Virulence and molecular diversity in Cochliobolus sativus

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Spot blotch, caused by the fungal pathogen Cochliobolus sativus, is an important disease of barley in many production areas of the world. To assess genetic diversity in this pathogen, a worldwide collection of C. sativus isolates was evaluated for virulence on barley and DNA polymorprism. Three pathotypes (0, 1, and 2) were identified among the 22 isolates tested in this study and the 36 isolates characterized previously on three barley differentials (ND5883, Bowman, and NDB112) that differ in their resistance to C. sativus. Pathotype 2, which exhibits high virulence on cv. Bowman, was only found in North Dakota, whereas the other two pathotypes occurred in many other regions of the world. Genetic diversity of the 58 C. sativus isolates, together with isolates of three related pathogenic Cochliobolus spp. (C. heterostrophus, C. carbonum, and C. victoriae) was analyzed using amplified fragment length polymorphism (AFLP) markers. A total of 577 polymorphic AFLP markers were recorded among the 70 isolates of the four Cochliobolus spp. using eight primer combinations. Cluster analysis revealed distinct groups corresponding to the four different species, except in one case where race 0 of C. carbonum was placed in an outgroup that may belong to a different species. In C. sativus, 95 polymorphic AFLP markers were detected with the eight primer pairs used, and each isolate exhibited a unique AFLP pattern. Allelic diversity in the pathotype 2 group was lower (0.10) than in the pathotype 0 (0.23) and pathotype 1 (0.15) groups, indicating that pathotype 2 may have arisen more recently. Cluster analysis did not reveal a close correlation between pathotypes and AFLP groups, although two AFLP markers unique to pathotype 2 isolates were identified. This low correlation suggests that genetic exchange may have occurred through parasexual recombination in the fungal population. Some isolates collected from different regions of the world were clustered into the same AFLP group, suggesting that migration of the fungal pathogen around these regions has occurred.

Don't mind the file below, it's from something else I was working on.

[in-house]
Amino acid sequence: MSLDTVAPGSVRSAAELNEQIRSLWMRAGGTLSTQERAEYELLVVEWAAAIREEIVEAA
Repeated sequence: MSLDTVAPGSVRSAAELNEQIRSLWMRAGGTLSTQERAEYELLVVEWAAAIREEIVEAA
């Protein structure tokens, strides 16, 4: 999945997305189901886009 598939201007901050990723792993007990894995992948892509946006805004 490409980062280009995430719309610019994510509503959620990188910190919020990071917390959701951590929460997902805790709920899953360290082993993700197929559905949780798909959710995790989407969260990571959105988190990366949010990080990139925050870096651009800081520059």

Original languageEnglish (US)
Pages (from-to)469-476
Number of pages8
Issue number5
StatePublished - 2001


  • DNA markers
  • Hordeum vulgare


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